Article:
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The Sea of Azov

The Sea of Azov is the shallowest sea in the world, reaching maximum depths of just 14 metres – less than three times the average depth of a diving pool.

The Sea of Azov is home to the longest spit in the world: the Arabat Spit on the sea’s southwest coast is 112km long and between 200m and 8km wide.

Around 600 species of algae, which are simple-celled plants, have been found in the Sea of Azov; algal blooms are so large they can be seen from space.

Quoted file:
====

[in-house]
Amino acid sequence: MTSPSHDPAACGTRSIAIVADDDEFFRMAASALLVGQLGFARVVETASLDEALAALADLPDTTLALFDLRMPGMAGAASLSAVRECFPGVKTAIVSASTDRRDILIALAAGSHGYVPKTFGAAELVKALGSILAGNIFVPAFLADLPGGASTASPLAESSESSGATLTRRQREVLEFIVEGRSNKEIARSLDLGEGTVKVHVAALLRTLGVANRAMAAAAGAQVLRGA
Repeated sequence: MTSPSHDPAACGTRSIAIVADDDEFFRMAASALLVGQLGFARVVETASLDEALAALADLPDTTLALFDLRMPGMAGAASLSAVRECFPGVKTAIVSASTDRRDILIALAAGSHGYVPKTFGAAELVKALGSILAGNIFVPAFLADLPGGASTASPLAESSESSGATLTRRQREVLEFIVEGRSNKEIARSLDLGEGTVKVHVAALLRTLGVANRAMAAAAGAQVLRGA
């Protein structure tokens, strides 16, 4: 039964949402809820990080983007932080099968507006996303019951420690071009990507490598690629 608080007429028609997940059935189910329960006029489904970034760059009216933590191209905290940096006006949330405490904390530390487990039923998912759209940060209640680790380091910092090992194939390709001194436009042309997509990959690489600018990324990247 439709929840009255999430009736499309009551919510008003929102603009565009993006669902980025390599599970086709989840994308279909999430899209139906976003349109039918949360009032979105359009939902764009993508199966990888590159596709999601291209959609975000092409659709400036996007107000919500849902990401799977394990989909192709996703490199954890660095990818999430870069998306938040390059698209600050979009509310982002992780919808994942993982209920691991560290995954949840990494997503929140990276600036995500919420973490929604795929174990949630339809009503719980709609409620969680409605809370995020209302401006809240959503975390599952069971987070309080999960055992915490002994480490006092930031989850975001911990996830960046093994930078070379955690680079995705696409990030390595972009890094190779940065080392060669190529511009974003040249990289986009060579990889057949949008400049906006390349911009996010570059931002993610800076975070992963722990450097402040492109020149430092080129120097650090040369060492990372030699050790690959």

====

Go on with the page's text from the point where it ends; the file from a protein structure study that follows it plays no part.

In the summer of 2012, the Sea of Azov experienced a rare algal bloom which turned the water in one of the sea’s northern bays blood red.

The Sea of Azov’s coastline has been continuously inhabited for some 8,000 years by numerous groups, from the Greeks to the Russians and Ukrainians today.

The Sea of Azov is known for its health benefits and numerous spas and health resorts have been set up along its shores for tourists and locals.

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Flying at 13,000m - The world's shallowest sea

   

Flying at sea level - People and the sea

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© 2017 Royal Geographical Society (with IBG)